If you don't know, one of the common explanations for no proof of military exploits is that fire, but the destroyed records have nothing to do with most veterans, also they have largly been rebuilt
That can be a real explanation though - I know because that's exactly what happened to mine. I enlisted in St. Louis, Mo. in July '63, when I tried to get a V.A. loan in '76 I was told that my records had been destroyed in that fire. I finally got approved when they found my record on micro film in Washington, D.C. It just took a lot longer than normal to get approved because the gov. doesn't get in a hurry about such things.
These are the years most effected by the fire.
"World War I:
Nov. 1, 1912 Sept. 7, 1939
World War II:
Dec. 8, 1939 Dec. 31, 1946
Post World War II:
Dec. 1, 1947 - Dec. 31, 1959
Dec. 25, 1947 - Dec. 31, 1963
But in general for most posers claiming heroism in the Army of the late sixties and early seventies, and fake Navy Seals
it doesn't offer cover.
As you point out most of the records have been recovered any way.
Besides in conversation you don't really expect someone to pull out a DD 214, but the way the subject is handled can be revealing.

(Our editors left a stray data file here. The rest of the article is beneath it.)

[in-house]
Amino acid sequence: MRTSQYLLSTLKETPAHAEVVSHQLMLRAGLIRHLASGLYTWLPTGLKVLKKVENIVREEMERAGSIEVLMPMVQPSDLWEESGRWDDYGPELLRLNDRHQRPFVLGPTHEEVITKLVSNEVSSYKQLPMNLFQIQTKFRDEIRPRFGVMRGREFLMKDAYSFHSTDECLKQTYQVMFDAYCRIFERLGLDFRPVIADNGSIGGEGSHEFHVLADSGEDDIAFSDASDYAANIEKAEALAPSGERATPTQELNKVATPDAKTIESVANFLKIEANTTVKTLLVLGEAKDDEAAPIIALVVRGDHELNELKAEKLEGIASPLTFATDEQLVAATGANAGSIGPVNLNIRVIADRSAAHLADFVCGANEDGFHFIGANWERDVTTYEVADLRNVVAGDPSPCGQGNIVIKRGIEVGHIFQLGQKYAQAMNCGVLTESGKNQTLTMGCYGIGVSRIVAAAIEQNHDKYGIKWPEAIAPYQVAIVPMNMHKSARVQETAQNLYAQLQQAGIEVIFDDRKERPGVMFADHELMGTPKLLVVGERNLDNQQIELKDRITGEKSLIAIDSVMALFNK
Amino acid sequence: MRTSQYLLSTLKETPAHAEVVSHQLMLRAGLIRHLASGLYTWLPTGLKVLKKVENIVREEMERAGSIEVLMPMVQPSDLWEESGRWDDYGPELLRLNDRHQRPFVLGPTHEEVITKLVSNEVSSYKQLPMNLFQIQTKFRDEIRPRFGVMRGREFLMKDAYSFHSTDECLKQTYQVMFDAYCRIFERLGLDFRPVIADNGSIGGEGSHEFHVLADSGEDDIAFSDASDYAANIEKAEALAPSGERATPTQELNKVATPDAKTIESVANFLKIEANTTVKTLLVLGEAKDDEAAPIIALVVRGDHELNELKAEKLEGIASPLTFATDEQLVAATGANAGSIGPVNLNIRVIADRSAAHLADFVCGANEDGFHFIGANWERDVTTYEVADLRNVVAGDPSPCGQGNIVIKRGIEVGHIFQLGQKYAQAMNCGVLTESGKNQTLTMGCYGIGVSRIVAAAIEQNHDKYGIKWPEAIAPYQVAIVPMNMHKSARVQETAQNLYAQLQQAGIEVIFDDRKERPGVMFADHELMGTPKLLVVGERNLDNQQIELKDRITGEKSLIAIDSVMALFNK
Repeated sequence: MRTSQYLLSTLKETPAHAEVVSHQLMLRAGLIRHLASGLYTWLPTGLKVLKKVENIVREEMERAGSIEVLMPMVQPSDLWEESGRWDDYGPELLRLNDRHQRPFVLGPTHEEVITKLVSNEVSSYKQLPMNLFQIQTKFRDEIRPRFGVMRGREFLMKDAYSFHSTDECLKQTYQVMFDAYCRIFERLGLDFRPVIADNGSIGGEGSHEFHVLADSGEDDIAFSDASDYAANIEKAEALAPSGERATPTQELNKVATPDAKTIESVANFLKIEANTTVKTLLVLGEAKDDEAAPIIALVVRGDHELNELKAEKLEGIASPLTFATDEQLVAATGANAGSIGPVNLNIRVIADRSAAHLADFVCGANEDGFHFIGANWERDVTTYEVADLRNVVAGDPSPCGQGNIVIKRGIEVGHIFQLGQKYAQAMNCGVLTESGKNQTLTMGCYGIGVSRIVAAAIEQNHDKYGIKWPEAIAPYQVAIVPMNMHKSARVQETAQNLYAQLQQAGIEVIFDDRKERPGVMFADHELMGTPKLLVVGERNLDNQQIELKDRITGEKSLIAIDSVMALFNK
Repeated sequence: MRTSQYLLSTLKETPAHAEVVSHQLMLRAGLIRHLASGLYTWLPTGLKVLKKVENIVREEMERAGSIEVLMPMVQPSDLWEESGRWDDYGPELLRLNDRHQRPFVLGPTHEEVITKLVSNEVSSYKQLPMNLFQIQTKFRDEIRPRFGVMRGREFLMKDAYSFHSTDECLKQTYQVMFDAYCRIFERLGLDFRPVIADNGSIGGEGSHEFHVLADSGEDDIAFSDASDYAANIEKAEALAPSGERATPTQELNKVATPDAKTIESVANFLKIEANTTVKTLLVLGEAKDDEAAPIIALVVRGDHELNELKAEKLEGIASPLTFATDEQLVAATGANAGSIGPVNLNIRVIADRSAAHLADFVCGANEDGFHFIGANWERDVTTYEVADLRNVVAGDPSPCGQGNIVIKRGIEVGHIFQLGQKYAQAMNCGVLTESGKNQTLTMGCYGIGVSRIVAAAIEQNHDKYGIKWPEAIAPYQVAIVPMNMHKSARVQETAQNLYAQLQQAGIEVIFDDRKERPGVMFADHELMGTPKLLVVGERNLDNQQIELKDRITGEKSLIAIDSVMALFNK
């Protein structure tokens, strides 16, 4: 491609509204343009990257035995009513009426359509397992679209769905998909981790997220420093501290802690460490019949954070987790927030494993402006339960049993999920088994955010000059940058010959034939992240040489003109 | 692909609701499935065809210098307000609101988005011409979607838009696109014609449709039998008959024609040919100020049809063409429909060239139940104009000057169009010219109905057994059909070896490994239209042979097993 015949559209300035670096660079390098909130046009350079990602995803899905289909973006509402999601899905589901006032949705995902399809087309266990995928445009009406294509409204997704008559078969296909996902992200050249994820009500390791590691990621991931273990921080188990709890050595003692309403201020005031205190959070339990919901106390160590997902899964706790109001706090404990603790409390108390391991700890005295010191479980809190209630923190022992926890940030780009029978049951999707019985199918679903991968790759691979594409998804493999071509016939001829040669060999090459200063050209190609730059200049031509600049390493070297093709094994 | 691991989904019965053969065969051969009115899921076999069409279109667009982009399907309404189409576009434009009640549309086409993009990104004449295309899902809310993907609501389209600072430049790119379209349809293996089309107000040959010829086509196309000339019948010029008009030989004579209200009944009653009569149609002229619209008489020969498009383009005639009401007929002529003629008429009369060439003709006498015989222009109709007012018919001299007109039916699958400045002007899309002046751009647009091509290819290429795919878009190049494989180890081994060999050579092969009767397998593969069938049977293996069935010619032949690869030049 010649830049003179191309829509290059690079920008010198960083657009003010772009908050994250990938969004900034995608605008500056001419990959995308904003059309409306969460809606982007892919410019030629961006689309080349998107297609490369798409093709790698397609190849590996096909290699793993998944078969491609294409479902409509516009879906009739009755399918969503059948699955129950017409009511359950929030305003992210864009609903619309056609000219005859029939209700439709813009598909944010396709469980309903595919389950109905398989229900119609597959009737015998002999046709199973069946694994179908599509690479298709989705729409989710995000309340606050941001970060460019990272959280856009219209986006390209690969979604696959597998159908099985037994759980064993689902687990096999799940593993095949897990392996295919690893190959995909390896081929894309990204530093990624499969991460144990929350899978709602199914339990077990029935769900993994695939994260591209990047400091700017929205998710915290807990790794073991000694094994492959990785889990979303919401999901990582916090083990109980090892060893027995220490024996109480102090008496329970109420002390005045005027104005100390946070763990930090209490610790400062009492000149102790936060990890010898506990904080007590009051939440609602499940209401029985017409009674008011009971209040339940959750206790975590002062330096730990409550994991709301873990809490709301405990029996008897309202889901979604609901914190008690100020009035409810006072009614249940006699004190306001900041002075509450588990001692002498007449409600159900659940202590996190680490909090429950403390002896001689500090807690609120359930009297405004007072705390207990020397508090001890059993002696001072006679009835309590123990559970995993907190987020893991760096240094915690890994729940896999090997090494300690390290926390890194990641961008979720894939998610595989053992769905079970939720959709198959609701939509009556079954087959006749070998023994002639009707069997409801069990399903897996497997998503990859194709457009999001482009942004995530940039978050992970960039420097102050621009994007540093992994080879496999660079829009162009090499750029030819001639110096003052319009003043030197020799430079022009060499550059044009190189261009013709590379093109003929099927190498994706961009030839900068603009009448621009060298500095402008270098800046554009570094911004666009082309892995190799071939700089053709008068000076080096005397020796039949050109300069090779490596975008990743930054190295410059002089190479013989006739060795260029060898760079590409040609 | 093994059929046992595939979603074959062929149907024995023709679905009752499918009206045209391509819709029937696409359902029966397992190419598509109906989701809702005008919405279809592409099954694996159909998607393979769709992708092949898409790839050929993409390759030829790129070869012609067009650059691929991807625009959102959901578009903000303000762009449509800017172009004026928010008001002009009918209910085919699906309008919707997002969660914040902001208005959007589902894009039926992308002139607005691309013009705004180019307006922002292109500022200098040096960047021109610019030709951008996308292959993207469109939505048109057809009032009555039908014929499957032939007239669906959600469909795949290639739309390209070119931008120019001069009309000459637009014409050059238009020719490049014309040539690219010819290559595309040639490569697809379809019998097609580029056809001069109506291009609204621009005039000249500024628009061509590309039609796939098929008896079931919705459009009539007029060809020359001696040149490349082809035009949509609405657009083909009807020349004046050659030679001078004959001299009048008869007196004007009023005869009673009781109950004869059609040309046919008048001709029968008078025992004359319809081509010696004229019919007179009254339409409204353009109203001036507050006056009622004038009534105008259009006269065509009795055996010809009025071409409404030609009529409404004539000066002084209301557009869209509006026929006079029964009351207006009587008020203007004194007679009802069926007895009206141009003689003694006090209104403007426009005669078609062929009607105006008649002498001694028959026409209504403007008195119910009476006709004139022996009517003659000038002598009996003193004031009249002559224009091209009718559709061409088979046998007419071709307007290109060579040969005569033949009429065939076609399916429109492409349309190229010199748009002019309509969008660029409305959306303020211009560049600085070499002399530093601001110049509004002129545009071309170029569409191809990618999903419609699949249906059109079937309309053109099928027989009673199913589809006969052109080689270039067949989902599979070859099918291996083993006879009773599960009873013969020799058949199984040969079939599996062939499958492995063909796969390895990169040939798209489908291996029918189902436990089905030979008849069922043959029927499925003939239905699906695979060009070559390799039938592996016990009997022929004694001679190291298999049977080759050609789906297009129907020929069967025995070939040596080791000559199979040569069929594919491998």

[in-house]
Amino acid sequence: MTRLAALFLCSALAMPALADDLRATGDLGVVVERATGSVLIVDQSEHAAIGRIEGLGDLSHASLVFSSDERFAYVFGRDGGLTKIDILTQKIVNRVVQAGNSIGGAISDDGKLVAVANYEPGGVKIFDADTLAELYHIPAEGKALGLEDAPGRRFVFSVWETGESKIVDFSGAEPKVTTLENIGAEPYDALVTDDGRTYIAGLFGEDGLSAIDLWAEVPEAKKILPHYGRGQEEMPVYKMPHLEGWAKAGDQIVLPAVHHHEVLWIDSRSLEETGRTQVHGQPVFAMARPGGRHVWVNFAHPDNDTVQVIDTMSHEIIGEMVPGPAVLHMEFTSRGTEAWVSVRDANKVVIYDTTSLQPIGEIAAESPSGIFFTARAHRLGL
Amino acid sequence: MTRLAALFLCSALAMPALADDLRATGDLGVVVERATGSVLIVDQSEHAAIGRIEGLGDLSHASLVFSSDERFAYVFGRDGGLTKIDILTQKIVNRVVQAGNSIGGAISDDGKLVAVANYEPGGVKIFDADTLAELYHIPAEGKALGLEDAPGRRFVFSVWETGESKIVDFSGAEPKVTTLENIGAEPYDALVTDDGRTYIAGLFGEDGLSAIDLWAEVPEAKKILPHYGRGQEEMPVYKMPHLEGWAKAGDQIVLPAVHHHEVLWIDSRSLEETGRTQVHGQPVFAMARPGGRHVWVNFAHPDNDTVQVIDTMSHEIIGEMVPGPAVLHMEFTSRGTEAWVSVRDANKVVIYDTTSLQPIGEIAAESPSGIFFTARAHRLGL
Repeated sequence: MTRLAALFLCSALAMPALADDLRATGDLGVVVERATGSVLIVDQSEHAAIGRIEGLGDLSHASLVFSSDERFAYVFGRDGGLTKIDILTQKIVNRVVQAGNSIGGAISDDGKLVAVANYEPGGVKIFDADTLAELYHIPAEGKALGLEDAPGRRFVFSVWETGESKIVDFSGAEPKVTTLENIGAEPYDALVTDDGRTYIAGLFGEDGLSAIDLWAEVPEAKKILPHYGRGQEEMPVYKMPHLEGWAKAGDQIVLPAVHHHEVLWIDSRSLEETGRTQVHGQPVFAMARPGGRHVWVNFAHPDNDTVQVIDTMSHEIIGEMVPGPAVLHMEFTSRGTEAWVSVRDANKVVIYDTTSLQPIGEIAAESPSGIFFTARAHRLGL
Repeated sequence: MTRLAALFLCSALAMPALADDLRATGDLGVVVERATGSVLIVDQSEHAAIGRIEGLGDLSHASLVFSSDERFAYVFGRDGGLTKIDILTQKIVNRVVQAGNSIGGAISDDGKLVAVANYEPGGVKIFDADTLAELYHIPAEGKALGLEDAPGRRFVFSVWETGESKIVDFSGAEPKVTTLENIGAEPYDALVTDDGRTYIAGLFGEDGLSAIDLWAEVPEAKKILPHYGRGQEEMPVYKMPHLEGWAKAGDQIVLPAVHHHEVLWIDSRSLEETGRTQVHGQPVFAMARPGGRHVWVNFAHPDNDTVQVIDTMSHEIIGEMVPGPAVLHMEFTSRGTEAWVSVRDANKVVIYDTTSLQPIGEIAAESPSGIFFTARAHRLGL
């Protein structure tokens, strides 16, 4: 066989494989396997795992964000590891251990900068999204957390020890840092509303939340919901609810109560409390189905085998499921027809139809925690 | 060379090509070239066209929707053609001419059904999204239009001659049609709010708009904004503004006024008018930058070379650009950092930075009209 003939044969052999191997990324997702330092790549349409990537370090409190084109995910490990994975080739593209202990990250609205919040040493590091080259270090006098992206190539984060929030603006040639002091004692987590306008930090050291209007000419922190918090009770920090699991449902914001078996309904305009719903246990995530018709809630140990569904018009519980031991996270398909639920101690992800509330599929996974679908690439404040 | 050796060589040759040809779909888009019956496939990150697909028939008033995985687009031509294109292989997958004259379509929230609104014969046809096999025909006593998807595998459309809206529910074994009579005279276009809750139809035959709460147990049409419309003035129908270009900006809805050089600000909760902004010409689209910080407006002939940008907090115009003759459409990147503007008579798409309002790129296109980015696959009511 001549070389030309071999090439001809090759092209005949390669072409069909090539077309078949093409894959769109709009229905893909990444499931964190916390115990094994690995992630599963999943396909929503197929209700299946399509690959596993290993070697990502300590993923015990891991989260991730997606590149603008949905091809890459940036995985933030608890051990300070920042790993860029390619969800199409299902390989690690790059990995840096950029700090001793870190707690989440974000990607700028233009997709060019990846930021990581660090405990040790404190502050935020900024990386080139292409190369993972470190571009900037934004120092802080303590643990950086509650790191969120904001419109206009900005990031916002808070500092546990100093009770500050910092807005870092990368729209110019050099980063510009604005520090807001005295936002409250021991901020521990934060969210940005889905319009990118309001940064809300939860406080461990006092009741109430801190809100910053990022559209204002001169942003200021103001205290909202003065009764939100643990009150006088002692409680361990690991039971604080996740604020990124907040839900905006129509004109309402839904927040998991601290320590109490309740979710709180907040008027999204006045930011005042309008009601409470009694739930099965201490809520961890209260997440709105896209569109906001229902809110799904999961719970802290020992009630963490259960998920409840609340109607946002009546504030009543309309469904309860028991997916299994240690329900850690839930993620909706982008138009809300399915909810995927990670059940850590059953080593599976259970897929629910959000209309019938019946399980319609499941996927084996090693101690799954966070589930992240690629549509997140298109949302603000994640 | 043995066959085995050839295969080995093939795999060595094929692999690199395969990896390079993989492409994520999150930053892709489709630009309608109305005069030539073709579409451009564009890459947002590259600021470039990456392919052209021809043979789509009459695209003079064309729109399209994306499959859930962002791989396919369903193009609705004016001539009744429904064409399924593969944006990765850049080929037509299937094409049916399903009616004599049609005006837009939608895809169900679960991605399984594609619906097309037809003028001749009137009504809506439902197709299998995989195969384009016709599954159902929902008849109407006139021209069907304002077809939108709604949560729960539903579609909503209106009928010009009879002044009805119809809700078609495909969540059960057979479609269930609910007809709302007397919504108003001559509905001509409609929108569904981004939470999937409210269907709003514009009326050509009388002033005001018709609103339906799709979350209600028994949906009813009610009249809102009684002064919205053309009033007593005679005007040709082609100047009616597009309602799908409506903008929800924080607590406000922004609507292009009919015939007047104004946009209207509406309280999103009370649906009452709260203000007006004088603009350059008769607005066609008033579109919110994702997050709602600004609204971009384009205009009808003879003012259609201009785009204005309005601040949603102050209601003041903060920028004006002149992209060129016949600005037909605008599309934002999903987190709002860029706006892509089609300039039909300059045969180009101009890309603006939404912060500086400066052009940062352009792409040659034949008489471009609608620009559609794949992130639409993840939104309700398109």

In 76 there was still confusion surrounding the losses from the fire. (
That one covered me.
My 18th birth day was June 29th, 1963. The A.F. recruitor told me not to bother to register for the draft because my enlistment date was July 8, 1963.
I served 4 years active duty and about 3 months after my discharge I got my draft notice, they told me because I failed to register for the draft that I was being drafted.
Fortunately for me that was before the St. Louis fire and I was still inactive reserve anyway. It was quite a hassle anyway.
I have no sympathy whatsoever for the phony heros.
I'm not a hero but I did stay in a Holiday Inn Express last night.
The Air Force used to rarely play into the phoney vet world, although among professionals I'll bet there were some fake pilots.
I'll bet that the coverage of the Air Force para rescue elites will lead to many fakes claiming that background.
When I was young and spent a lot of time in bars, I really enjoyed exposing the fakers.